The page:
History of the University of Chicago

The University of Chicago is an urban research university that has driven new ways of thinking since 1890. Our commitment to free and open inquiry draws inspired scholars to our global campuses, where ideas are born that challenge and change the world.

History of The University of Chicago Medicine

Dedicated on Halloween in 1927, the University of Chicago Hospitals quickly solidified under the direction of Frank Billings, MD. Expansion quickly followed:

  • In 1928, the Hospitals began construction on the Home for Destitute and Crippled Children.
  • In 1931, it became trustee for the Country Home for Convalescent Children.
  • In 1938, it merged with the Chicago Lying-in Hospital.


History of the Medical School

The University of Chicago matriculated its first class of medical students in 1927 and continues to serve as a leader in training physicians and scientists. In recognition of the generous support extended to the medical school from the Pritzker family of Chicago, the medical school was renamed the Pritzker School of Medicine in 1968. The great traditions which underlie our school’s history include the presence of a full-time teaching faculty devoted to educating our learners, a strong emphasis on research and discovery, and a commitment to translating the most recent advances in biomedical science to the bedside.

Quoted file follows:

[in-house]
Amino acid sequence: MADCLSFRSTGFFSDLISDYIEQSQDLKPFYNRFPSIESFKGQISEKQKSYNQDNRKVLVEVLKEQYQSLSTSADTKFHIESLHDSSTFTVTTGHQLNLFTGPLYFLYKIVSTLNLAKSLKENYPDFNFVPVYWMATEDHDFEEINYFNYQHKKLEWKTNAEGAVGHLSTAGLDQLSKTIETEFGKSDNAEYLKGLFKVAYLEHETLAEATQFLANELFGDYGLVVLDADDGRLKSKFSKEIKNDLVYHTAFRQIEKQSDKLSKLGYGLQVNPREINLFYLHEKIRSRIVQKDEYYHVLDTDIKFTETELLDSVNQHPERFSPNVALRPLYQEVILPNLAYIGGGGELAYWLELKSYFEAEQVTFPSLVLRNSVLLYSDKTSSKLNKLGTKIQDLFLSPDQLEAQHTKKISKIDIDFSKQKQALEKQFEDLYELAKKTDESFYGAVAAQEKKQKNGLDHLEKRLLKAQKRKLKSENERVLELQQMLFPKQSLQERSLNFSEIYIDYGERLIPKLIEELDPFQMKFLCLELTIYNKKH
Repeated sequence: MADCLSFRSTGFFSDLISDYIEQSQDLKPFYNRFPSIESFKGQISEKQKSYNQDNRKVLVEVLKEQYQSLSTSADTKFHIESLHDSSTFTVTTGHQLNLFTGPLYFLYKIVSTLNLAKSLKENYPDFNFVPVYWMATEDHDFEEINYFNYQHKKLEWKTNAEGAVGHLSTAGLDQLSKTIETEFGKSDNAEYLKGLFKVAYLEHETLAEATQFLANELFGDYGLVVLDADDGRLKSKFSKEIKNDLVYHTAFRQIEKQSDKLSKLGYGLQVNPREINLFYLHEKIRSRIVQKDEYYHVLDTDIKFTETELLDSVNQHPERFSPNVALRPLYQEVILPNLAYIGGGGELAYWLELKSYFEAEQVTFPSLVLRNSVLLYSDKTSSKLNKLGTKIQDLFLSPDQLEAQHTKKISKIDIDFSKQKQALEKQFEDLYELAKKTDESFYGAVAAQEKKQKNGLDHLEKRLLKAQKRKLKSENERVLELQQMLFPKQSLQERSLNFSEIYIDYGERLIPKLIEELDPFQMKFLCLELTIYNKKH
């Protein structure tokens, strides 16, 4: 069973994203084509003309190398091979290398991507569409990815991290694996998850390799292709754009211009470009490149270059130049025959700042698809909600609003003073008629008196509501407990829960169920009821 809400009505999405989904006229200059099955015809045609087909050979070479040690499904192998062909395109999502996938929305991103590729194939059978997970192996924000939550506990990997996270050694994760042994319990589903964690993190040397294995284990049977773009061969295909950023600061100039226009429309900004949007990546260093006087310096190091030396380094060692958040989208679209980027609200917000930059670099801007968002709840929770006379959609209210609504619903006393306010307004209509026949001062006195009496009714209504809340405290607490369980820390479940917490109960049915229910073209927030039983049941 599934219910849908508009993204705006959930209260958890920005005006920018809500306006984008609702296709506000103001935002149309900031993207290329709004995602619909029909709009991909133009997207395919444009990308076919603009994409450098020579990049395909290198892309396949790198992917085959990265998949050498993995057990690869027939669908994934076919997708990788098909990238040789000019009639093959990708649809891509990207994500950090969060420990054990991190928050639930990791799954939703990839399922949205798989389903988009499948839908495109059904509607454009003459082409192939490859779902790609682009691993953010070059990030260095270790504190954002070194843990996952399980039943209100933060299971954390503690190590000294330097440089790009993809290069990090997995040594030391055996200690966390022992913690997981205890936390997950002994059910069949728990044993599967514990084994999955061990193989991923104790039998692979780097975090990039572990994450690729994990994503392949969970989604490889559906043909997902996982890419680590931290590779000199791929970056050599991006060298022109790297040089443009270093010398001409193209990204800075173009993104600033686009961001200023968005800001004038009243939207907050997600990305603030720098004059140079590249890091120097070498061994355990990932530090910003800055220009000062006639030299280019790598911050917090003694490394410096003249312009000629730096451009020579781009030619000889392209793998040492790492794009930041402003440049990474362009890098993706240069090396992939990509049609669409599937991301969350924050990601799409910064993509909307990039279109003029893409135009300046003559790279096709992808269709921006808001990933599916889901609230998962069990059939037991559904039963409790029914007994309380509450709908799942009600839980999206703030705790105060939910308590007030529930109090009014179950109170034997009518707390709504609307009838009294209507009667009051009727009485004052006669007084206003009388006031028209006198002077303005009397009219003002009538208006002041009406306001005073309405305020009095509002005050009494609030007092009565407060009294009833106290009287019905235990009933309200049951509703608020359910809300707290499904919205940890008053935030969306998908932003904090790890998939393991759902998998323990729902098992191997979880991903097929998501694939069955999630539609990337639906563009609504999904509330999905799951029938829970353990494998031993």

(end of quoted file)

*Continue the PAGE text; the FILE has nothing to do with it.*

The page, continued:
History of Graduate Medical Education at the University of Chicago Medicine

The University of Chicago Medicine has been at the forefront of training physicians to be leaders and innovators in their fields for decades. The oldest accredited program at the University of Chicago was Pediatrics, which received accreditation on May 1st, 1939. Accredited programs in Neurology and Psychiatry followed in the mid-40’s and significant expansion in the 1950s followed with the addition of Pathology, Neurological Surgery, Dermatology, Internal Medicine, Obstetrics and Gynecology, Orthopaedic Surgery, and Urology. Since then, accredited program offerings have continued to expand. One of our newest accredited programs is Clinical Informatics, a program that highlights the ever-expanding role of data in health care.

A fun fact about residency and why residents at the University of Chicago are still sometimes referred to as “housestaff:” During the mid-twentieth century, physician trainees would live (or “reside”) at the hospital or in hospital-provided housing.